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A trip down the freeway to dispair

So, have you noticed the traffic on Main St. since US-56 was diverted onto K-256 through Marion? It’s a few more cars, to be sure, but hardly the imponderable traffic jams and undue safety hazards some envisioned. If anything, the biggest impact has been noise — a bit more ringing of cash registers at surviving businesses that cater to transient traffic.

If you’re old enough — though an ever-decreasing number of us aren’t — think back to the ’60s and ’70s, when the highway regularly ran through town — and when the town it traversed actually had an abundance of businesses passing motorists might patronize.

When transportation officials began moving highways to outskirts of towns is when towns began losing out on their ability to sell skirts and other goods offered by mega-stores in distant communities.

The better the transportation system became, the easier it became to drive half an hour to supposedly save half a buck, and the fewer bucks became available to sustain local retailers trying in vain to compete with oligopolies that would have embarrassed even Standard Oil of the trust-busting era.

Progress steamrolled us, and we weren’t even trying to stand in the way of it.

That’s true not only of rural areas. What caused much of the decline of central cities was creation of freeways that allowed residents and shoppers to quickly get to cookie-cutter malls and gated suburban enclaves, which as a result have become so overwhelmed with traffic that the bulk of transportation spending now goes to expanding urban freeways that gave them their birth.

Government priorities followed the money —money that inexorably led into the bank accounts of soulless trans-national corporations — and continued feeding the beast even after it grew unmanageably large.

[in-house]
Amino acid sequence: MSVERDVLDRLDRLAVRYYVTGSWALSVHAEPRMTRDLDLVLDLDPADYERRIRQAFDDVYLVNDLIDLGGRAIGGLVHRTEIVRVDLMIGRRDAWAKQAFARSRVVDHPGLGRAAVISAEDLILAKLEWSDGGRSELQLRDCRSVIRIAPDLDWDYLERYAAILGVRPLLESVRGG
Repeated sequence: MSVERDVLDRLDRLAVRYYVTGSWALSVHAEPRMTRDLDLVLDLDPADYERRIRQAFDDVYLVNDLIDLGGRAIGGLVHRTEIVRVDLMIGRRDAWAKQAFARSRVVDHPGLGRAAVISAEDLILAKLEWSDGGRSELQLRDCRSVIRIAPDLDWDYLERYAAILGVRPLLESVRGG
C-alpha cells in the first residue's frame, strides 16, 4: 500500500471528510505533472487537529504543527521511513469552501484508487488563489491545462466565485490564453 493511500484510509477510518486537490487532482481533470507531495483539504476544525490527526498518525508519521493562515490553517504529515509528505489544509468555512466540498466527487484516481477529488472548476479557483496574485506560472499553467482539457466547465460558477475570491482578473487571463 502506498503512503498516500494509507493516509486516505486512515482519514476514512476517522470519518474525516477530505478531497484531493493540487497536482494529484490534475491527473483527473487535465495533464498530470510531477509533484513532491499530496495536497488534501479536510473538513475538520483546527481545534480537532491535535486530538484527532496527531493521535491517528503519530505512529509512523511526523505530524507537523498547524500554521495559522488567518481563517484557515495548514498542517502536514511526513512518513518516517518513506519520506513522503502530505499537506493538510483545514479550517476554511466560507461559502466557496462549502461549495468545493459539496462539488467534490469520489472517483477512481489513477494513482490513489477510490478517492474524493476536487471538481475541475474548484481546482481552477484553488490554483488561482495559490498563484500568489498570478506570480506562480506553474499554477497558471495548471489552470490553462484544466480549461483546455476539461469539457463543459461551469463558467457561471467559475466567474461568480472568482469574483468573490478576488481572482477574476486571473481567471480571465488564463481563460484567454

Most of the problems this nation faces — both urban and rural — have been caused by concerned efforts to transform cities into metropolises — bigger markets to feed even bigger corporate appetites, communities that have grown so big that they have lost any ability to maintain any semblance of community, identity, order, or justice.

The worst part of it is, the harder we try to solve problems by throwing money at them, the bigger the problems become.

It’s time America look back to its roots and start dealing with problems by using the rural and central city areas as they were intended.

Instead of expanding 20-lane freeways in Dallas, where I recently struggled to drive on one, how about sending some money to fix the rural roads in Marion County? An imperceptible skimming of concrete from just one of the hydra-like interchanges I saw under construction would solve this county’s woes for the next 50 years.

We talk about the soaring price and lack of availability of real estate in places like where my son lives near San Francisco Bay, but in Marion County we see dozens of perfectly updatable houses standing vacant.

We overcrowd our cities and depopulate our rural areas, and even when we offer incentives for college graduates to relocate here, the incentives are so quickly snatched up that they can’t provide meaningful inducement.

Elections are coming. It’s time to wise up and stop being impressed with shuck and jive about immigration, Obamacare, abortion, gay marriages and whatever else allows politicians to avoid facing real issues.

Demand that candidates stop talking about pseudo-issues they can’t control and start talking about what they are going to do to revitalize both rural and urban America even if it pinches the pocketbooks of the huge corporations that essentially keep them in their employ.

— ERIC MEYER

Last modified July 15, 2015

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